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First thoughts: Who shouldn't be blamed

From Chuck Todd, Mark Murray, Domenico Montanaro, and Carrie Dann
*** Who shouldn't be blamed: Just when you thought there couldn't be any more twists and turns in this election year, the House yesterday rejected the Bush Administration's $700 billion bailout package and the Dow plummeted. It's hard to find any blameless characters in this congressional bailout mess. But is it possible what Congress did yesterday was exactly what the voters wanted? The voters don't trust this current team in Washington -- or on Wall Street -- to do, well, anything.

Video: NBC's political director, Chuck Todd, offers his first read on the fallout for the presidential candidates following the failed financial bailout effort.

Here are some startling numbers from our last NBC/WSJ poll: 73% said we're on the wrong track; 65% disapprove of Bush's job; 73% disapprove of the job Congress is doing; and only 19% have "a lot" of confidence in the federal government, and that's higher than the confidence level the public has in corporate America (11%) or the financial industry (10%). So given all these polling figures, is it any wonder the public logged so many calls into Congress demanding their members vote against this bill? By the way, while many (including us) are talking about a crisis in leadership in Washington, it is worth noting that a powerful bipartisan coalition against the bailout has come from both the left and the right.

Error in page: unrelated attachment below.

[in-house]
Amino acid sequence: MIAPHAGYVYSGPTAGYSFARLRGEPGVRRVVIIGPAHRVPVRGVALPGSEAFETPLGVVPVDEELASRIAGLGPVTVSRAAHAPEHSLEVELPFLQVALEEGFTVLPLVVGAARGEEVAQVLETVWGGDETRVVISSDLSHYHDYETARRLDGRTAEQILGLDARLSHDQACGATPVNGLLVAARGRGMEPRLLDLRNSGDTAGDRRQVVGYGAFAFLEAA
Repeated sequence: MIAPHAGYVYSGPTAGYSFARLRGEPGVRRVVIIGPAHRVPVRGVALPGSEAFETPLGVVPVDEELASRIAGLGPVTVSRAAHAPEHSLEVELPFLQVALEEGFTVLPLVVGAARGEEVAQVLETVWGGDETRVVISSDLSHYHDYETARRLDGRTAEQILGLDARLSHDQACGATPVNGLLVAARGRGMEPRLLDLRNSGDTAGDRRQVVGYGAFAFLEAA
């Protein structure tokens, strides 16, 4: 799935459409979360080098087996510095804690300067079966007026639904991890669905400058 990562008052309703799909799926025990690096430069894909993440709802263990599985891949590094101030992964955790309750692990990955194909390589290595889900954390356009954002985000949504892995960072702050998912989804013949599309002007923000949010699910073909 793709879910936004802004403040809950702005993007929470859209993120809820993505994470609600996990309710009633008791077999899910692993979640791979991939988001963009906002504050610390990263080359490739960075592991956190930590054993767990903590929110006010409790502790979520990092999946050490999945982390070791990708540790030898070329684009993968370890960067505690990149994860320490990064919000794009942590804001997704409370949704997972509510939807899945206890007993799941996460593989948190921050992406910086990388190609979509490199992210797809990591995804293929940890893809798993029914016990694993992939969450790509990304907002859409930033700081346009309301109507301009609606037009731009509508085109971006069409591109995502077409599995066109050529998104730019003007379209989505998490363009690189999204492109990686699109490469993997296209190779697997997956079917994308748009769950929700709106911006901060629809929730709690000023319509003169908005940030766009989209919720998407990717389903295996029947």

*** "Lord of the Flies" inside the GOP: So who runs the Republican Party? Apparently nobody. Perhaps the most startling political development was the amazing lack of leadership on the GOP side of the aisle. Let's run down the list of Republican leaders who attempted to persuade skeptical House Republicans: President Bush, John McCain, Dick Cheney, and John Boehner. (We'd add Newt Gingrich to this list, but no one is quite sure if his last-minute support was actually cover for his behind the scenes whipping against the bill.) Bush's leadership and trust issues within his party has been evidenced for quite some time, and the icing on the Bush legacy cake is that fact that he could only convince FOUR Texas House Republicans to support his bill. And then there's John McCain, who last week decided to insert himself into the process and then (before the bailout failed) took credit for getting wavering House Republicans on board. Perhaps he did get a few wayward House GOPers on board -- but it wasn't enough. Now McCain gets a double stomach punch: He's stuck being seen as supportive of this bailout (which isn't exactly popular with the conservative grassroots) and he gets to share in the blame for the defeat since he didn't have enough political capital to get this done (By the way, not a single member of the Arizona GOP delegation voted for this bill). Watching the McCain campaign deal with this yesterday, one could sense that they were fearful that they were going to look inept and take an even deeper political wound than they sustained last week.